What?! Our flight is cancelled?!

Four of us sit stranded at the airpot in Charlotte, North Carolina. Our connecting flight to Tri-Cities airport in Tennessee grounded.

Two choices. Wait 7 hours to take the 1 hour flight. Or grab the only remaining car, a macho cream mini-van, and hump through the mountains to Abingdon, VA , a small hamlet at the crossroads of Kentucky, Tennessee and Virginia. A place where the choice between bourbon or whiskey is a matter of what side of each state’s border you happen to be standing on. And you don’t want to choose wrong.

We drive.

Two days later, I find myself at the Heartwood Artisan Gateway, a beautiful facility where I stumble upon a video of a luthier or guitar-builder named Wayne Henderson. Wayne lives about an hour and a half away in Rugby, Va. I’d been researching building guitars for the last few years and become obsessed with the craft. But I’d never heard of Wayne before.

Watching a video of him in his workshop, I’m mesmerized. Have to know more. Turns out Wayne is a National Heritage Award recipient and bit of a legend in the guitar-building world.

Two reasons.

One, he’s a true master, been honing his craft as a player and a builder for more than four decades. He plays like a savant and builds some of the most sought after guitars in the world. Which leads to number two.

He once made Eric Clapton wait 10 years for a guitar. Not out of spite or ego, just because, well, he’s one guy, he still does most things by hand and the list of people who want guitars from him is 10 years long. Though, as I’d soon discover, that wait time is potentially hackable with persistence and a regular flow of fresh pies. Still, it’ll take years.

I had to know more. So I did some digging and discovered a book about Wayne, his life and deep devotion to guitars, music and craft…and the Clapton story. The book is called Clapton’s Guitar, by Allen St. John. And for anyone with a deep appreciation for humility-driven mastery, it’s a must-read.

Something at the end of the book really grabbed me. Something I’ve believed for a long time, but was written in a way that hit home.

The author, St. John, was talking with legendary guitar-builder and repairman, T.J. Thompson. He asked T.J. a question:

What is it that separates a magical guitar from a merely great one?

To which, T.J. responded:

It’s a combination of about 600 things….Number 1 is the state of mind of the person building the guitar.”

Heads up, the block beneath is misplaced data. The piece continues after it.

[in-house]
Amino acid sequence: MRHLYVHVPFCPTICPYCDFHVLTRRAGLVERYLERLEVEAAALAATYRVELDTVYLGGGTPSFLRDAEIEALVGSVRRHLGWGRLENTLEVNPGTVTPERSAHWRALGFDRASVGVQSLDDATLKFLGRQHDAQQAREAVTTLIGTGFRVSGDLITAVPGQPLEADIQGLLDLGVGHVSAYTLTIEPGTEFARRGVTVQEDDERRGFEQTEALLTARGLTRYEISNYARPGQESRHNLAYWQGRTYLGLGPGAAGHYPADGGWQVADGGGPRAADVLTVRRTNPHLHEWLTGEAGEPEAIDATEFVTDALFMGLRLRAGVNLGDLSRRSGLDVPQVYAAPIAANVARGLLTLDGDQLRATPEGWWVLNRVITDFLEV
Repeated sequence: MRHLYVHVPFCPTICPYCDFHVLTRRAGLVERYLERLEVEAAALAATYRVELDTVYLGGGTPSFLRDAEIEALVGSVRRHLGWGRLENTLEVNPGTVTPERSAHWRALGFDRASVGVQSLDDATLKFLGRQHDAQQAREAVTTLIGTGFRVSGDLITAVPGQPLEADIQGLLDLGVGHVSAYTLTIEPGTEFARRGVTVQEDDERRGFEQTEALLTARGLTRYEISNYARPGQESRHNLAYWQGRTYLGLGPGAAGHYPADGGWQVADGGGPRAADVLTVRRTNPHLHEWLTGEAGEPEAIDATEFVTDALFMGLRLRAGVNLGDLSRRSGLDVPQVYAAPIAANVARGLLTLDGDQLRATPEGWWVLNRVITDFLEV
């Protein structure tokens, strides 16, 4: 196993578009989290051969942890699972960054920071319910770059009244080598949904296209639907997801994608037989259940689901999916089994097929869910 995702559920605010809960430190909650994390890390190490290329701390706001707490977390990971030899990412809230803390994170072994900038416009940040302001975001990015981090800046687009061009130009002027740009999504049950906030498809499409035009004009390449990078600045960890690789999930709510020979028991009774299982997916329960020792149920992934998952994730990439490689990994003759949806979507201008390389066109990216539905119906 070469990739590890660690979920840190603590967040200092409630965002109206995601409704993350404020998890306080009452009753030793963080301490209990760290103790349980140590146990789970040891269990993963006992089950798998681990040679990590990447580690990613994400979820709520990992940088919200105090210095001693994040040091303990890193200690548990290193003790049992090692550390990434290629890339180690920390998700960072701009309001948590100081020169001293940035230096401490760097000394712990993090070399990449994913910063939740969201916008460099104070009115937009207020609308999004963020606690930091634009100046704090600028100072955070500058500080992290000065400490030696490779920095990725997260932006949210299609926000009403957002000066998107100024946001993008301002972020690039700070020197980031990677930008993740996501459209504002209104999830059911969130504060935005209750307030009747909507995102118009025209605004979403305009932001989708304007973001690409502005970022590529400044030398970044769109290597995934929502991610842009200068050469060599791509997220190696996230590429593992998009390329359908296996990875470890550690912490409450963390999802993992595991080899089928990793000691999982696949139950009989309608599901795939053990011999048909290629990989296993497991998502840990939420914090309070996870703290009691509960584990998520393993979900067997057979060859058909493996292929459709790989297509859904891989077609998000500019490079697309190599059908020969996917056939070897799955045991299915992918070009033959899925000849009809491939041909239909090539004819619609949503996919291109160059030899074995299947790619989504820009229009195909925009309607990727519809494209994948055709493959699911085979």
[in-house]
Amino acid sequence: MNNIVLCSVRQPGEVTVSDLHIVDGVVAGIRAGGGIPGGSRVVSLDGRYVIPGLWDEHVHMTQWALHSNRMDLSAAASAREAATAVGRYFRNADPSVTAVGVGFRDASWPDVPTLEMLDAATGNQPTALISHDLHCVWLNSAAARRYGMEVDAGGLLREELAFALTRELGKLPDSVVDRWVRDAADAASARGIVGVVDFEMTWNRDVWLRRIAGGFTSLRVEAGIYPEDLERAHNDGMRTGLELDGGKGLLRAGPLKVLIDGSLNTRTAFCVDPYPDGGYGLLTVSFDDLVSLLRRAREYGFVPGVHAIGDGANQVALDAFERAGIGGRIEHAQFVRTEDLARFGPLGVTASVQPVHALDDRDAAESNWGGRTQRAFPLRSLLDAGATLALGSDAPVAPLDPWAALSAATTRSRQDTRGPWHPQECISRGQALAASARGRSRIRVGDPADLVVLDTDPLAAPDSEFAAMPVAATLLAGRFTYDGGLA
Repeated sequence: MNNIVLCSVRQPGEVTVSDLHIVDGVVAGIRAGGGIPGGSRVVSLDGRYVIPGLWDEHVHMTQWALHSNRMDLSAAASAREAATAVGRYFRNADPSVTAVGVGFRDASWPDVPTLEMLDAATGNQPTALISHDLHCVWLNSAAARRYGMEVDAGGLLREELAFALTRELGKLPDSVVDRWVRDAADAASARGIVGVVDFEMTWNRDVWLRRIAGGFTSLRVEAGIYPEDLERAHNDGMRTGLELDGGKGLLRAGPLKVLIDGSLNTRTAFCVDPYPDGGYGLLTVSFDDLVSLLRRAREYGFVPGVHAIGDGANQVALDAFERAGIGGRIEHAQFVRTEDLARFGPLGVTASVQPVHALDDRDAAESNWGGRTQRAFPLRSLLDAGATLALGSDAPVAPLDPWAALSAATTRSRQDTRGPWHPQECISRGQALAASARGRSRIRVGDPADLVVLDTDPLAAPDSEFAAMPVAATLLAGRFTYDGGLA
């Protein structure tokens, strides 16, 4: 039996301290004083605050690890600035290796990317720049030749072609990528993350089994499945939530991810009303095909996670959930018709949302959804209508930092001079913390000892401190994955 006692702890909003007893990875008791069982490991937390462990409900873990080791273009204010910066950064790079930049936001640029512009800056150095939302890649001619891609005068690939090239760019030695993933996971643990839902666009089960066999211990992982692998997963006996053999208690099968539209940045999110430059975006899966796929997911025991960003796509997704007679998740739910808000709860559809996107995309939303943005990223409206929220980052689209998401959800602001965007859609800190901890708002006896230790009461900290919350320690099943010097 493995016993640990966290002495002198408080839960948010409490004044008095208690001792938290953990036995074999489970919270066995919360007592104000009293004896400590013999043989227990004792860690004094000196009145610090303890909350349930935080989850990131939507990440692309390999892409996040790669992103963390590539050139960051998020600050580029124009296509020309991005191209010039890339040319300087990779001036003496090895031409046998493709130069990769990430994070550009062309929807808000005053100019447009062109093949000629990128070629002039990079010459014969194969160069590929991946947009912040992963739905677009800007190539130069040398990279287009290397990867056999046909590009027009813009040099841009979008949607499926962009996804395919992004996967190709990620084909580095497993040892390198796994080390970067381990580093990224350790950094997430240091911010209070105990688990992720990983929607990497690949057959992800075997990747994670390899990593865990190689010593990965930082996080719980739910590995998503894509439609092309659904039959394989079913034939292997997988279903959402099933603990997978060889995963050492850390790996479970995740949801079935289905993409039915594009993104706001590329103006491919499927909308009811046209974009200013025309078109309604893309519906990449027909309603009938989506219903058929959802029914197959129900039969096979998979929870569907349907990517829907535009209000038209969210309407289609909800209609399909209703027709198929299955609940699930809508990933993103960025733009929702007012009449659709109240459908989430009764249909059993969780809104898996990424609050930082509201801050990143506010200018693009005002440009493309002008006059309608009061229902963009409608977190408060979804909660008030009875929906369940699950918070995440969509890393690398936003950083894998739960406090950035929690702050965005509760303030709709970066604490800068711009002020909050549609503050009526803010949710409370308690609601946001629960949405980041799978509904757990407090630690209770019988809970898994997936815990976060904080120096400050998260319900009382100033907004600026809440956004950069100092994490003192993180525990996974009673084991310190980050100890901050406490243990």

Allen comments:

In a single sentence, he had articulated the hypothesis I had gradually been creeping toward. An instrument is the sum total of not only the builder’s experience, but his experiences. You need to be a good man to build a good guitar.

Thompson adds:

Be a better person. You can’t keep your personality out of the work. It’s impossible…. If you’re rigid or you’re distorting reality, it goes into the guitar. And when you play it, it comes back out. It’s disturbing. I used to believe that but I never had any proof of it. But I’ve played enough handmade guitars and then later met the maker. Sure enough, it’s inseparable….

For a long time, I’ve felt the same way. About business, the craft side of entrepreneurship. About art. And the process of making anything for anyone.

Craft isn’t just about craft, it’s about essence.

Who you are. How you live your life. The way you engage with the world. It all flows through you and into what you create.

So, when you’re working to figure out how to “get to the next” level. How to transcend your current cap on what you put into the world and the impact it has. Look at skill.

But, maybe more importantly, look at you.


[Photo credit: cc: Peter Hedlund]


Jonathan Fields is a serial-entrepreneur, business strategist, speaker and author. His latest book is Uncertainty: Turning Fear and Doubt Into Fuel For Brilliance. Fields writes about performance-mindset, innovation, leading and entrepreneurship at JonathanFields.com

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